The IRS estimates that there are about one million paid tax preparers in the U.S. and obviously a lot of them are not CPAs.
As you know by now, the IRS has proposed substantial changes in the regulation of tax return preparers. In the future all preparers must register with IRS and obtain a preparer tax identification number (PTIN) and take an IRS test.
CPAs who prepare tax returns must have a PTIN but will be exempt from the testing requirement. But here’s the rub. IRS says those that help prepare tax returns, but do not sign the returns, must also have a PTIN and must take the examination. INCLUDING EMPOYEES OF CPA FIRMS!
Now that’s just going too far.
CPA firms are responsible for their work and the work of their staff. They are licensed and regulated by state boards of accountancy and subject to disciplinary action for sub-standard work. A CPA's signature on a tax return certainly gives the IRS all the information it needs to resolve any tax return preparation quality issues caused by a CPA or a CPA’s staff. Enough already!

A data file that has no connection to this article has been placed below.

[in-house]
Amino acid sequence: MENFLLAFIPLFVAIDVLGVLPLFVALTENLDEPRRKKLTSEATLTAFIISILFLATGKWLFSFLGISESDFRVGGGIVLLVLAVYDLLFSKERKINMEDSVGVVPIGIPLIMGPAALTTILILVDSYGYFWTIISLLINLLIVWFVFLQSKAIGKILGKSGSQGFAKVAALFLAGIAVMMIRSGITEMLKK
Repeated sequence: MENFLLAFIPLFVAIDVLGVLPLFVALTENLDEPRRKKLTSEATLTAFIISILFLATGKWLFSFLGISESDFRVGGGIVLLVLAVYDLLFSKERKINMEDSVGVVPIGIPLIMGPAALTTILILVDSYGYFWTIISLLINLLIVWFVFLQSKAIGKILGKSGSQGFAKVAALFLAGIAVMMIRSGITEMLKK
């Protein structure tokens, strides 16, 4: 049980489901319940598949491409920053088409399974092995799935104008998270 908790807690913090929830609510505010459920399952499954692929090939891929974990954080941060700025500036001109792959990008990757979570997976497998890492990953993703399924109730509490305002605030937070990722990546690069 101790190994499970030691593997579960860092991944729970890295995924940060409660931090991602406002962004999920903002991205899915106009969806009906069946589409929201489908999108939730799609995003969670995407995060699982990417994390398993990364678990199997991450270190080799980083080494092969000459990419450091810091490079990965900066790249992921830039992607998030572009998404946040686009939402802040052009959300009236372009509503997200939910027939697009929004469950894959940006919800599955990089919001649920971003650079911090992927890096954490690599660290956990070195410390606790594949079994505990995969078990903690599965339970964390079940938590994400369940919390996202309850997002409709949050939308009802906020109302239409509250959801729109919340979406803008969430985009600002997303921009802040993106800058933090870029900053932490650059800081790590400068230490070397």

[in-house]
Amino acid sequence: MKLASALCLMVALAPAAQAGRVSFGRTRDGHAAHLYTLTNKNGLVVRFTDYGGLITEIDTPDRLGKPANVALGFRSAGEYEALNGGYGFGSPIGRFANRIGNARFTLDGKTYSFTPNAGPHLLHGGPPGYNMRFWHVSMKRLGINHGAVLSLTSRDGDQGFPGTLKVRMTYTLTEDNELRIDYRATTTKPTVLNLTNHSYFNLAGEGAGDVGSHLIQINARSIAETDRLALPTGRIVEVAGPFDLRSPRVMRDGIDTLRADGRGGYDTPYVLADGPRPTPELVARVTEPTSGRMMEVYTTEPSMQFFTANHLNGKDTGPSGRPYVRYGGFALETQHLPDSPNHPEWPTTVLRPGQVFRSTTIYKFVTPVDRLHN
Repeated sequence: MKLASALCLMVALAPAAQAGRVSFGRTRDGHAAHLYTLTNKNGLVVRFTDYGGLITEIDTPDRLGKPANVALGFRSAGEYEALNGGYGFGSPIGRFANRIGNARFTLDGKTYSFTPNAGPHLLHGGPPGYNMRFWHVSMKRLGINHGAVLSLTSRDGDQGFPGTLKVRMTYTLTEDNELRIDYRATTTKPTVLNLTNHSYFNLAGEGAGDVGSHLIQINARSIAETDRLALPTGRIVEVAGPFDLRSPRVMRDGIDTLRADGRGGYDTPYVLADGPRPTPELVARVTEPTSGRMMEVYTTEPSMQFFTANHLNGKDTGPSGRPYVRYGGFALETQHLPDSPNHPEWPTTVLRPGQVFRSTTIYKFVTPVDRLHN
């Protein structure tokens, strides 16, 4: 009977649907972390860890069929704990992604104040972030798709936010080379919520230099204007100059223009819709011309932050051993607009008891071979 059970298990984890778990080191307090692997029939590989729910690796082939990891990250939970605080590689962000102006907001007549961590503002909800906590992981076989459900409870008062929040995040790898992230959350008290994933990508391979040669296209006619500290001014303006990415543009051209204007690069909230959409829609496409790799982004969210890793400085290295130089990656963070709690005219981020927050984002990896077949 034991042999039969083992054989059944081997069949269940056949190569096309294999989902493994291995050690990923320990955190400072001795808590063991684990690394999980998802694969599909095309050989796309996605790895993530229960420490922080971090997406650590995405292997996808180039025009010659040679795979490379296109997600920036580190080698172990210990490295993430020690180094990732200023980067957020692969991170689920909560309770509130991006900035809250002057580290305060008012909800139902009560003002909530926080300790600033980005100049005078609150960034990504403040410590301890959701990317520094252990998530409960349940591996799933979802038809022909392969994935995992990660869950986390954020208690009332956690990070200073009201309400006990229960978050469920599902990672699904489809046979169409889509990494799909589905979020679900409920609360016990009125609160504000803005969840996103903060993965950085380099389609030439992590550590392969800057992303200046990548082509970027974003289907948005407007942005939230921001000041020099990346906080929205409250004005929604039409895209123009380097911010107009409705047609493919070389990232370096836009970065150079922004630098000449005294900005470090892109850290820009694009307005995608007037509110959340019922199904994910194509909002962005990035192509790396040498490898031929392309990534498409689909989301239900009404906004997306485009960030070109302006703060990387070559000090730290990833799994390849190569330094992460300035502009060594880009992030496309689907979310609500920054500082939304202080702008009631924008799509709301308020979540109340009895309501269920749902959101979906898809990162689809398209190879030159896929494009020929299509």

Most CPAs probably have no quarrel with the PTIN requirement for those that prepare and sign tax returns, but non-signing employees of CPA firms should not be required to have a PTIN nor should they be required to take any IRS exam. The training and supervision given to CPA firm staff is far more intensive than any number or exam created by IRS.
If you agree, you might want to participate in AICPA’s call for CPAs to express their concerns over these issues directly to IRS. You can send your comments to the IRS via email to *email@example.com.